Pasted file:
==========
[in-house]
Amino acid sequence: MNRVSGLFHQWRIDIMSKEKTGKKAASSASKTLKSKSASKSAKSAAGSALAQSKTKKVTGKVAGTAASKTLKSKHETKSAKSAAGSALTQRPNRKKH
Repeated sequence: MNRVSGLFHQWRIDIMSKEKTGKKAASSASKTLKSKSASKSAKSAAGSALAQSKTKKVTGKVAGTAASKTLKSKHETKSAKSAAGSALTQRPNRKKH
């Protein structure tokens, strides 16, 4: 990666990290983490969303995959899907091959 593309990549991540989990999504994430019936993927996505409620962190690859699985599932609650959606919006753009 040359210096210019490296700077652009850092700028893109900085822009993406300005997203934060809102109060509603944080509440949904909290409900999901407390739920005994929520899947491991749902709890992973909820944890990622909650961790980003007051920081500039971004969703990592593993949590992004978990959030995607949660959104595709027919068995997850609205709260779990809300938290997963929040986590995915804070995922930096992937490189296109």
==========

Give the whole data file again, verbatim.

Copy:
[in-house]
Amino acid sequence: MNRVSGLFHQWRIDIMSKEKTGKKAASSASKTLKSKSASKSAKSAAGSALAQSKTKKVTGKVAGTAASKTLKSKHETKSAKSAAGSALTQRPNRKKH
Repeated sequence: MNRVSGLFHQWRIDIMSKEKTGKKAASSASKTLKSKSASKSAKSAAGSALAQSKTKKVTGKVAGTAASKTLKSKHETKSAKSAAGSALTQRPNRKKH
């Protein structure tokens, strides 16, 4: 990666990290983490969303995959899907091959 593309990549991540989990999504994430019936993927996505409620962190690859699985599932609650959606919006753009 040359210096210019490296700077652009850092700028893109900085822009993406300005997203934060809102109060509603944080509440949904909290409900999901407390739920005994929520899947491991749902709890992973909820944890990622909650961790980003007051920081500039971004969703990592593993949590992004978990959030995607949660959104595709027919068995997850609205709260779990809300938290997963929040986590995915804070995922930096992937490189296109």